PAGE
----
Skip to content

Braided (Or Not) Sweet Bread

May 7, 2011

I could take a moment to complain, again, about my small kitchen; how it’s poorly equipped but not worth any investment because I’m broke and leaving Spain soon; how it’s barely big enough for two people to stand, let alone try to cook together; how it’s got no exterior windows and is thus cave-like even under the best of circumstances; or how the lightbulb fixture decided to break at the beginning of a very long weekend here in Madrid, which means we’ve been cooking in the dark for nearly a week.

Instead, I’d like to claim a small victory f or poor students and say, take that!  So what if I have no mixing bowl, no parchment paper, no plastic wrap, and definitely not a real oven?  The results were still pretty darn tasty.

As an added bonus, I think that the reading lamp made for some really dramatic kitchen lighting.  I just may pull it back out one day if I make something terrifying and/or delicious that needs to be photographed immediately.

This sweet bread is one of my favorite recipes.    It is beautiful and should therefore be difficult to make, but the truth is that it’s much easier than you might think.  (Pssst… it’s a mock braid!)  If you sit down with the original instructions and take your time on the first go-round, I guarantee it will become a favorite in your kitchen, too.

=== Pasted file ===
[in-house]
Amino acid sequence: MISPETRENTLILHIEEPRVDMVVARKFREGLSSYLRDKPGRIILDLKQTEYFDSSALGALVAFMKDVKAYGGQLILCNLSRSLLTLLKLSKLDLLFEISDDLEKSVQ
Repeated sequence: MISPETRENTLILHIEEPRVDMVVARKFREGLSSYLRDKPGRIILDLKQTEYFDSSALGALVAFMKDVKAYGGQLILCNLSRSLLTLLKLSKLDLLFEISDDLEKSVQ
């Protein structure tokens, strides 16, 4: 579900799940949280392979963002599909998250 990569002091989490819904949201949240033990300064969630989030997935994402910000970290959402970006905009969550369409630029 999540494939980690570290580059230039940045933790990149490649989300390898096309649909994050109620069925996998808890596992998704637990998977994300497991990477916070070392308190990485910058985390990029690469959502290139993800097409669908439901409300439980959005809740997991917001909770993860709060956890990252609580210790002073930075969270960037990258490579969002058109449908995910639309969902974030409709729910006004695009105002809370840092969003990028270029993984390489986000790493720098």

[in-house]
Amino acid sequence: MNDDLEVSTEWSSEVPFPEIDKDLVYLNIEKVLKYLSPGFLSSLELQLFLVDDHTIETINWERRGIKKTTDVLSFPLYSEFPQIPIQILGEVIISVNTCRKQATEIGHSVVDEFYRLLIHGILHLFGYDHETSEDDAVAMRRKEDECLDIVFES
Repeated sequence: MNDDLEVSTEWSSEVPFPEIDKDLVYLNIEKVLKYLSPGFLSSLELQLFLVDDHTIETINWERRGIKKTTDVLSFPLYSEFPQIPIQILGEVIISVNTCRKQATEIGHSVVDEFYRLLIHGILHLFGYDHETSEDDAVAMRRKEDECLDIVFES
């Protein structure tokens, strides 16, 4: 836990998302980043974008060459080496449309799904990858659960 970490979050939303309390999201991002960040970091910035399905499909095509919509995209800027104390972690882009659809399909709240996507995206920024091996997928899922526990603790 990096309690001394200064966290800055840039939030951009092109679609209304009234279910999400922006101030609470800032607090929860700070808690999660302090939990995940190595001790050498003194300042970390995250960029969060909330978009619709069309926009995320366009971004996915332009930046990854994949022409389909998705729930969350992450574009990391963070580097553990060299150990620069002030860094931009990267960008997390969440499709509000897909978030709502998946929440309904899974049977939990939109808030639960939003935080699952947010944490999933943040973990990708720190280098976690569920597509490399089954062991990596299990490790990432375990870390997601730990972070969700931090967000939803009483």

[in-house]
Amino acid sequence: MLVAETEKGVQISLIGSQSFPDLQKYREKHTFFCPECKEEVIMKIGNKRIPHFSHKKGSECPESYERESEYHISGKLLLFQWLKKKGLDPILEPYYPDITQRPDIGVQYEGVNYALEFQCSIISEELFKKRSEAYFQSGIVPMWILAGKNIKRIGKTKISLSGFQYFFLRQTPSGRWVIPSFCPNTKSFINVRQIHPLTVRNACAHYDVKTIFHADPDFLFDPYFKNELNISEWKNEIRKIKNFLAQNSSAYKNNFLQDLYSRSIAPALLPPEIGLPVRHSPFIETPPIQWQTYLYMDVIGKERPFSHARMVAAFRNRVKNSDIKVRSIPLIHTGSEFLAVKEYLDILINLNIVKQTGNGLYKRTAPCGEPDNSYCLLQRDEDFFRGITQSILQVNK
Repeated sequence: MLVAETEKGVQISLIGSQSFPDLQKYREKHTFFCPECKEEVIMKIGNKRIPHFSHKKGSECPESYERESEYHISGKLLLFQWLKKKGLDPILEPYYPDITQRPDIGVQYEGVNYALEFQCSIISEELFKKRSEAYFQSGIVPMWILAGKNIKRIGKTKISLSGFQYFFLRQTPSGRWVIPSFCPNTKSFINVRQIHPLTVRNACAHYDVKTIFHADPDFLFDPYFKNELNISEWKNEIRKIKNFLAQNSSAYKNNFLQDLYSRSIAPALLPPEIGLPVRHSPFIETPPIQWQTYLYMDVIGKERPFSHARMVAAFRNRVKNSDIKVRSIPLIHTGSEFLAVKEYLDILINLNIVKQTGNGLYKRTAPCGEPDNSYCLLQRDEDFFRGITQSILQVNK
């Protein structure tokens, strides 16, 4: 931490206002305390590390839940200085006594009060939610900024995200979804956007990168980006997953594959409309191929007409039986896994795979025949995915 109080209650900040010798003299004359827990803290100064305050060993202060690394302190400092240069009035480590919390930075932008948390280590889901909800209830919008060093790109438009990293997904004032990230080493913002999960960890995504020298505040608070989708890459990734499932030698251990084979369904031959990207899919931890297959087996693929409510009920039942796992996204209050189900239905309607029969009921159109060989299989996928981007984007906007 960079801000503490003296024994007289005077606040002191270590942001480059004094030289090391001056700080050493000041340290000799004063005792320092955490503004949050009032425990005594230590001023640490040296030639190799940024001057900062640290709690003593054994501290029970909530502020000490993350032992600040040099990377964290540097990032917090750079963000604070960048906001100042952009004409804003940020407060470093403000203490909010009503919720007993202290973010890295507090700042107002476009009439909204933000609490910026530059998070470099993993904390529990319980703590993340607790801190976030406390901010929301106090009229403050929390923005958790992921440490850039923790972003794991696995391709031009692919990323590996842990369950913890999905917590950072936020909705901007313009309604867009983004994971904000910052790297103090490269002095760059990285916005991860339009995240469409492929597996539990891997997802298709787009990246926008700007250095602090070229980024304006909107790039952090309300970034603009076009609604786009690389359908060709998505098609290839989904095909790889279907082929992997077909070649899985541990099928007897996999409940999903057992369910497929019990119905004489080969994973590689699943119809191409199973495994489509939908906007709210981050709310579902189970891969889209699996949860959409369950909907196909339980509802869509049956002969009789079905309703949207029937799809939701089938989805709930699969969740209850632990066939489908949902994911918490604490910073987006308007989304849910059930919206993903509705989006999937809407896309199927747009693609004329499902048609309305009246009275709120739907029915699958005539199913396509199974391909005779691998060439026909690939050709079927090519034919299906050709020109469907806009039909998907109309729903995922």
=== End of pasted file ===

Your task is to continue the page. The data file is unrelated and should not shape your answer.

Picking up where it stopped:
As is true for many of my favorite recipes, I would recommend reading the Smitten Kitchen version, which comes complete with thorough instructions and pictures.  If you’re not very experienced with bread baking, the original King Arthur recipe offers very detailed instructions for beginners, but I like Smitten Kitchen’s proportions better.

The best part about this recipe is its versatility.  I’ve never actually made the lemon version because it lends itself well to pretty much any filling, and all of the combinations I’ve tried have worked out great.  Even when circumstances were difficult (read: an oven too small for almost any pan), I was able to divide the dough to make one small braid with cream cheese filling and plum jam (see above) and one circular loaf with cream cheese filling and raspberry jam (see below.)  I had to swap out the beautiful mock braid for a strange circular layered pattern, but I think that turned out just fine, too.